St. Denver?

Nope. Denver in Colorado was named after a politician with the last name Denver. His family was probably named after the town of Denver in Norfolk — “Dena faer” or Dane ford, Dane passage.

Another girls’ name that the Social Security Administration says is increasing in popularity. It’s not a bad name; it’s just not a saint’s name.

There is a Servant of God from Denver, Colorado, who is being submitted for the process of being named a Venerable. Julia Greeley was an ex-slave who moved west, worked as a housekeeper, and used her small wages to help others. She only had one eye, because it was whipped out by her ex-master, and she towed a little red wagon full of needful things like food, coal, and clothing, giving them out to anyone of any race who needed them. When she died, the bishop laid her in state in the cathedral, and thousands of people came to say goodbye to this saintly woman.

Servant of God Julia Greeley, pray for us!

Denver, Norfolk was a very small village until the fens were drained a bit, and it’s still pretty small. So there don’t seem to be any local saints.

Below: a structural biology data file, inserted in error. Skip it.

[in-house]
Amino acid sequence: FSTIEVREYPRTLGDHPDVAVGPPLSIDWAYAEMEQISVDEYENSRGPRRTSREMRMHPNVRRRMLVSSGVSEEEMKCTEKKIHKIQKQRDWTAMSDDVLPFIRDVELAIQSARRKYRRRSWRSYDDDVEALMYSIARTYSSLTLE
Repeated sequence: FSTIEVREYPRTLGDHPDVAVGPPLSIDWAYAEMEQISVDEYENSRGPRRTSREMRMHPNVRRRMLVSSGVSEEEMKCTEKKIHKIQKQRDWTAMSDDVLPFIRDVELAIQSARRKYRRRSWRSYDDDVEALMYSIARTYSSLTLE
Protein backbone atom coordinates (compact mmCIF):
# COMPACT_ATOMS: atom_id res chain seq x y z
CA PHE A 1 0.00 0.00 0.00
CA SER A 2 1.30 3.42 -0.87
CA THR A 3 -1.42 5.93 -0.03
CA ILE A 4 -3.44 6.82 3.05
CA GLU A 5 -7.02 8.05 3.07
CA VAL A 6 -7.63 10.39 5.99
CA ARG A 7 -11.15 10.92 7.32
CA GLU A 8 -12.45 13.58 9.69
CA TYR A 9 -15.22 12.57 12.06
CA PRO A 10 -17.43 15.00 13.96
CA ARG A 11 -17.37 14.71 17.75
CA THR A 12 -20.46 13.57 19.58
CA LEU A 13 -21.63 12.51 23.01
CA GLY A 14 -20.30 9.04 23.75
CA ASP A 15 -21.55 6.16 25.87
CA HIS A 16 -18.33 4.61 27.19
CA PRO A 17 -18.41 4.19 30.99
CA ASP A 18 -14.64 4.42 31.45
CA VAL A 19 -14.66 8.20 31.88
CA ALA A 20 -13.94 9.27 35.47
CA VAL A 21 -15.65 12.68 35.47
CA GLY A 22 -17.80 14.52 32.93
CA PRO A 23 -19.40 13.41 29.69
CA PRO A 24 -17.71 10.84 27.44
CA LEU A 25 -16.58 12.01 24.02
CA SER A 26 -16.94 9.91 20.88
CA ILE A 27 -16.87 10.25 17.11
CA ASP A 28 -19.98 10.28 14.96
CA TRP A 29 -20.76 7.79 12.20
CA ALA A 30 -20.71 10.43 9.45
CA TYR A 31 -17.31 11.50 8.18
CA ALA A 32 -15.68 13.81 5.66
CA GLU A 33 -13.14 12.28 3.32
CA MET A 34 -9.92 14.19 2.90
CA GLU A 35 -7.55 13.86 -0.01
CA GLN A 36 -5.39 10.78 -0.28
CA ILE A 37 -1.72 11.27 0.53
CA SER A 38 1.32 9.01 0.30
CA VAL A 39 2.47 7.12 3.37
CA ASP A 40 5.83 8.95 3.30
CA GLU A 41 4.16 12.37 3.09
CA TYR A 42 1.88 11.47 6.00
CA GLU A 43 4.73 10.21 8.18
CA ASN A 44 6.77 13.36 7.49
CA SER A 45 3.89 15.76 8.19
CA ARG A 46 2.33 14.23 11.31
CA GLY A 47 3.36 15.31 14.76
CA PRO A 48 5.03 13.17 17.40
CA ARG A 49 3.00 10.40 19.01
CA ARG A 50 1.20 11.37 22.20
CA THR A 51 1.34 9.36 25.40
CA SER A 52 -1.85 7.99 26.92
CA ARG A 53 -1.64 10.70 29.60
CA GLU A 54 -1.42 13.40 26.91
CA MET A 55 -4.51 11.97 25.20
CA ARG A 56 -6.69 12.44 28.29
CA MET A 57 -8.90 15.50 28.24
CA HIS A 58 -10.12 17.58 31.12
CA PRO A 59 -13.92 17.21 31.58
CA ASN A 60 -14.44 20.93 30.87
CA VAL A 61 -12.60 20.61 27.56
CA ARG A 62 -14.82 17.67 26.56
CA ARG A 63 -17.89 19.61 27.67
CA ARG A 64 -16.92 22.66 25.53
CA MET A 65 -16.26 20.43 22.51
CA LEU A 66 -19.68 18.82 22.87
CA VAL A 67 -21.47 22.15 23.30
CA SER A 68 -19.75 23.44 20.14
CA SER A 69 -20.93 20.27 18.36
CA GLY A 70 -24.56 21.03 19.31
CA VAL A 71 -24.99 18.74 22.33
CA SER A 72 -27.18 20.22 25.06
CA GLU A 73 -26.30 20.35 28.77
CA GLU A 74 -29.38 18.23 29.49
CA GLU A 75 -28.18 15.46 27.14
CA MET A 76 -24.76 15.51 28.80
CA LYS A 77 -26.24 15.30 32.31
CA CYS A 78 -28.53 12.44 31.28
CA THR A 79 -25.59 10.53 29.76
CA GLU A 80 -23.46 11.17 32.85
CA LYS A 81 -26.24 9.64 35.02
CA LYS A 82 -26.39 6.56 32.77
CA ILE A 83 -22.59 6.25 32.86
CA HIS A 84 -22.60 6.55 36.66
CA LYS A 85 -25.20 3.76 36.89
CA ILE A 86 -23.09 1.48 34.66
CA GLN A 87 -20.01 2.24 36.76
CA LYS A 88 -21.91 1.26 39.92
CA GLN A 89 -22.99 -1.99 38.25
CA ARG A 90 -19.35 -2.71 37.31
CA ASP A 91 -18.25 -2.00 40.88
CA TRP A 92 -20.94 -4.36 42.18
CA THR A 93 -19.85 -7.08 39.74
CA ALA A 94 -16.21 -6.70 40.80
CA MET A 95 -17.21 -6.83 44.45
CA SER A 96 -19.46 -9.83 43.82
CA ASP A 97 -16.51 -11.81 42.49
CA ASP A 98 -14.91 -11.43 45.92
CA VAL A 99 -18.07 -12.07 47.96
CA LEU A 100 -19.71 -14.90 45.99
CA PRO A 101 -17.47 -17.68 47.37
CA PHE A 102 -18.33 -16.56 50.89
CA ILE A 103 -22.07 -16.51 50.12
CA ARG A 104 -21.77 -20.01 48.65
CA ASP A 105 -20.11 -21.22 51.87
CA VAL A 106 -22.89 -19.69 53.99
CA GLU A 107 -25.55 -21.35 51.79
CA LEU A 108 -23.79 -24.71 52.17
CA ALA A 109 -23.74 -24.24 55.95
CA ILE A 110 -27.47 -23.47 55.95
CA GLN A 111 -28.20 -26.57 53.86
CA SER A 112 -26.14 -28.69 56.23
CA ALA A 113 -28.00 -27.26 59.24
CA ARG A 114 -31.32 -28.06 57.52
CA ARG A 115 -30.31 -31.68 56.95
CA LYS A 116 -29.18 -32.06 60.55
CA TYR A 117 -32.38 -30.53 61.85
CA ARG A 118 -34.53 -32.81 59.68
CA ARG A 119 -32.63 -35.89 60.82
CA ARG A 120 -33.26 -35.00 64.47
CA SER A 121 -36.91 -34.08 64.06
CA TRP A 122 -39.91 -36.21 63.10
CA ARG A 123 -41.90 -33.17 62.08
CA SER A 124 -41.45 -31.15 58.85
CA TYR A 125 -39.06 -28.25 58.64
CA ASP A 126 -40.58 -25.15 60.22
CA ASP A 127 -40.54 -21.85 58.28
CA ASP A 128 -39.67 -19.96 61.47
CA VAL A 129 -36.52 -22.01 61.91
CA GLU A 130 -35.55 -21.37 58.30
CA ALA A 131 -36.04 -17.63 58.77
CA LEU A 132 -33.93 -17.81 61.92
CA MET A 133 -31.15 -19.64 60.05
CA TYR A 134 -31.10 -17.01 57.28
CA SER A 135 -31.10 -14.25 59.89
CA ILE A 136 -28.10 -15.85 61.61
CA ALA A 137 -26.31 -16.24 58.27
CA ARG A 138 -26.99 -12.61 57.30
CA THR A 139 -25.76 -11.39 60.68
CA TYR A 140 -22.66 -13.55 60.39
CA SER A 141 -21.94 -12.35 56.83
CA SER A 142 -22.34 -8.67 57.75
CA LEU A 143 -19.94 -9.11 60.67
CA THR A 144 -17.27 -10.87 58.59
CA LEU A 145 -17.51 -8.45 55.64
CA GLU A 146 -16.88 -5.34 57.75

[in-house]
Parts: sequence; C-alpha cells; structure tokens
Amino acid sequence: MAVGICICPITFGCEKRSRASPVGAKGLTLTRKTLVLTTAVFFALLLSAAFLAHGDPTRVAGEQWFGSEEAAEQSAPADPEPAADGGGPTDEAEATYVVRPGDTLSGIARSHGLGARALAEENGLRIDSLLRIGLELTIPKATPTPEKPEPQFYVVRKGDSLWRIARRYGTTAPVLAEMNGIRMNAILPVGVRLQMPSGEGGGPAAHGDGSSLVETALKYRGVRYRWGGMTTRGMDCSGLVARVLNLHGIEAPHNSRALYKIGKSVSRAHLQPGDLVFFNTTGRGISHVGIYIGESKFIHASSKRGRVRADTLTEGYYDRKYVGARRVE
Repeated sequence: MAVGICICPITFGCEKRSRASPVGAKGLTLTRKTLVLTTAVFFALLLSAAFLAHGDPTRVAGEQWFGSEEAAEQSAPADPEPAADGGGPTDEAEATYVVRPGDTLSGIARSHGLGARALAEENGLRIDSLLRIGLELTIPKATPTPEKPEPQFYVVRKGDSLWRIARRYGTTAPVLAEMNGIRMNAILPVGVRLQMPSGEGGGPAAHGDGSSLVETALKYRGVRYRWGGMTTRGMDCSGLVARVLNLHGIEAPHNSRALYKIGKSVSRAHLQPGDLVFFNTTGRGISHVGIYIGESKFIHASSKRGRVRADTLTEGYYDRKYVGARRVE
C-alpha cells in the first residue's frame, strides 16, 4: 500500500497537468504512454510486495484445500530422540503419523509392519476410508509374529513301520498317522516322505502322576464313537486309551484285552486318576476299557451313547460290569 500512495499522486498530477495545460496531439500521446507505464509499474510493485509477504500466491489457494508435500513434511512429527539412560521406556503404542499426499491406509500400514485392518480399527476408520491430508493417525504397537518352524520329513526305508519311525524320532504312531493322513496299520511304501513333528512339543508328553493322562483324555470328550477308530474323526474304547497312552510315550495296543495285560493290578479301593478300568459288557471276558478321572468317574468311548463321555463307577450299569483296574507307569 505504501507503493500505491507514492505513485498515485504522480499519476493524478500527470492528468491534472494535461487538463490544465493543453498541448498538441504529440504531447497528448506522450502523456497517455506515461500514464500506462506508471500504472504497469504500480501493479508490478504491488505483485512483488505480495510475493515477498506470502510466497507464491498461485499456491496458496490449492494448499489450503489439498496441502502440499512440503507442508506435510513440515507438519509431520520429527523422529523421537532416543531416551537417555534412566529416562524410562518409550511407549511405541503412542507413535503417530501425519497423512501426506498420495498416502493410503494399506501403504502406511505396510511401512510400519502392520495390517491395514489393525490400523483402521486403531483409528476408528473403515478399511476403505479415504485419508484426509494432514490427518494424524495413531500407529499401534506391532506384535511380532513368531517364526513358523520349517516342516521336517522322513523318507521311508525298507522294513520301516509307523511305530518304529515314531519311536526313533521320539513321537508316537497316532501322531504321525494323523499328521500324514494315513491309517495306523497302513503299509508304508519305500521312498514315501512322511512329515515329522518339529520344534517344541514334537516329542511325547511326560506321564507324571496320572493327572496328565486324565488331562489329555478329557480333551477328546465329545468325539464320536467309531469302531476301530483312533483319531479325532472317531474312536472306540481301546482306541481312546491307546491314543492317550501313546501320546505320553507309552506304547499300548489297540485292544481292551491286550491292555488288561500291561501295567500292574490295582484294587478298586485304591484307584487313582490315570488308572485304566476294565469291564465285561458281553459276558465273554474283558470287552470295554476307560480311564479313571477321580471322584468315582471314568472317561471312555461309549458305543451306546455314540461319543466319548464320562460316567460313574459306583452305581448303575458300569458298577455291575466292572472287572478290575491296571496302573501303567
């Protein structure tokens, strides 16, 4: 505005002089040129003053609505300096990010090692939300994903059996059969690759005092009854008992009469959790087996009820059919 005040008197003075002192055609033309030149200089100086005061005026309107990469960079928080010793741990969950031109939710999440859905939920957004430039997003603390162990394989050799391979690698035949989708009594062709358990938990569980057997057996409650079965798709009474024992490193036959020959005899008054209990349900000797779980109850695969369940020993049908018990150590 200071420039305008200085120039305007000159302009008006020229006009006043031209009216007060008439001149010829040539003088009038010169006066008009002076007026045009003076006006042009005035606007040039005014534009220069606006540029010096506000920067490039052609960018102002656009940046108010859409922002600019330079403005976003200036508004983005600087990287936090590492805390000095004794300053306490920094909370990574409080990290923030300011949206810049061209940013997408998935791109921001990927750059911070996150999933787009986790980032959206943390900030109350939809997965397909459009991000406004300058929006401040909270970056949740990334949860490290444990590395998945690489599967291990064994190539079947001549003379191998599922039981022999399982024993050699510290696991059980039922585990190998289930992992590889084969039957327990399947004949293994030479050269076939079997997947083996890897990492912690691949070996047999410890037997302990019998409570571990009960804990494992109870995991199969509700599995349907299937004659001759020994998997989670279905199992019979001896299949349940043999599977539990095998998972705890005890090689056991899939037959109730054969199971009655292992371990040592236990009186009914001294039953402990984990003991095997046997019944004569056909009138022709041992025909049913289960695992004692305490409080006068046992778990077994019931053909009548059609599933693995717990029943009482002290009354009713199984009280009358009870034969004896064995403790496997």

There are tons of saints from the general Norfolk area, both missionaries (St. Felix the bishop from Burgundy, Ss. Fursa and Foillan from Ireland) and royal laypeople (Edmund, Etheldreda, and Sexburga). There are also martyrs killed by the Danes.

The most unusual saint was Walstan, a nobleman with royal kindred and wealthy parents (his mom was St. Blitha, aka St. Blythe), who decided he was called by God to become an ordinary farmhand. He left home at age twelve, moved inland from Blythburgh to Taverham, and got a job, vowing celibacy but otherwise living a normal life. He died in 1016, but the oxen drawing his body on a wagon took him to Bawburgh, and that’s where his shrine was built. His feastday is May 30. In the Middle Ages in the area, many farmers visited his shrine on his day.

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